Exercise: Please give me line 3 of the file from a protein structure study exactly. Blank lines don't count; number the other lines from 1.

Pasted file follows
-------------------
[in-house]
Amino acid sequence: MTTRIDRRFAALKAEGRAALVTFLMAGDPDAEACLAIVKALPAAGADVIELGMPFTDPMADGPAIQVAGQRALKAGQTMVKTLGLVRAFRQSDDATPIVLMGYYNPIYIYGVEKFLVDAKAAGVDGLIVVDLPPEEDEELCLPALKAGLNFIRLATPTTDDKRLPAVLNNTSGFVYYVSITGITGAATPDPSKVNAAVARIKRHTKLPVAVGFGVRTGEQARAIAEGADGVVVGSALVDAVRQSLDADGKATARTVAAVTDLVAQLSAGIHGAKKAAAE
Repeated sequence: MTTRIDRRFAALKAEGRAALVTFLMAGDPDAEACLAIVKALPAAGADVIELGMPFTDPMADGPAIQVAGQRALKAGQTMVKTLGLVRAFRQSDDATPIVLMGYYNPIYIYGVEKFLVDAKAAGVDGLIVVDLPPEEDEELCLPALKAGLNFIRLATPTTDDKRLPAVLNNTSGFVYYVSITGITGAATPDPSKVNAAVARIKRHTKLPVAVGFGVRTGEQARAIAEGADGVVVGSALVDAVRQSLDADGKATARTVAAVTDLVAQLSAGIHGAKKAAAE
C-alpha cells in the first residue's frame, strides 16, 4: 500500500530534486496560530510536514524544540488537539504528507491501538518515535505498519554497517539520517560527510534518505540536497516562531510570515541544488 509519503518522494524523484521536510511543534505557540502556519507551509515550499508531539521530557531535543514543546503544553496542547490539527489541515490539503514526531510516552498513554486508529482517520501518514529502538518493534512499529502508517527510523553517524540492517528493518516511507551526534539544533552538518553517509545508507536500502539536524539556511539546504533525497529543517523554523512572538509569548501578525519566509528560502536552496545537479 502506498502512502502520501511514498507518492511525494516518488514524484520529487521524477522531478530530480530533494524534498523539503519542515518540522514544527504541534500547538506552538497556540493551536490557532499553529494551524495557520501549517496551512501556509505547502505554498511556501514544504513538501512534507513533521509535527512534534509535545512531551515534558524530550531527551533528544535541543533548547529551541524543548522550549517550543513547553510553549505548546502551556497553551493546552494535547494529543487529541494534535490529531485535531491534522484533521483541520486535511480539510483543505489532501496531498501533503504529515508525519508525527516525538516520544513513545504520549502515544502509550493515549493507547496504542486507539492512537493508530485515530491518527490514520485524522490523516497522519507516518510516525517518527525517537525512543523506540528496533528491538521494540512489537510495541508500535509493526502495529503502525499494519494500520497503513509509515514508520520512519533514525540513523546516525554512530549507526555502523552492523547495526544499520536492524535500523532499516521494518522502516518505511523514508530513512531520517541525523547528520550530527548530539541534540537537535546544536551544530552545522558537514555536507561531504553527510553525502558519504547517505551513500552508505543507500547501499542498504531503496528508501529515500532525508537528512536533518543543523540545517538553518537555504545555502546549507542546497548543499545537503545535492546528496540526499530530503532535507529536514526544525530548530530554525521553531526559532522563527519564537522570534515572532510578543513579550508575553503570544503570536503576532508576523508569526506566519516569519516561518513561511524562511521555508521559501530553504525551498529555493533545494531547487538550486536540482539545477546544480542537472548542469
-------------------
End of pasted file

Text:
Repeated sequence: MTTRIDRRFAALKAEGRAALVTFLMAGDPDAEACLAIVKALPAAGADVIELGMPFTDPMADGPAIQVAGQRALKAGQTMVKTLGLVRAFRQSDDATPIVLMGYYNPIYIYGVEKFLVDAKAAGVDGLIVVDLPPEEDEELCLPALKAGLNFIRLATPTTDDKRLPAVLNNTSGFVYYVSITGITGAATPDPSKVNAAVARIKRHTKLPVAVGFGVRTGEQARAIAEGADGVVVGSALVDAVRQSLDADGKATARTVAAVTDLVAQLSAGIHGAKKAAAE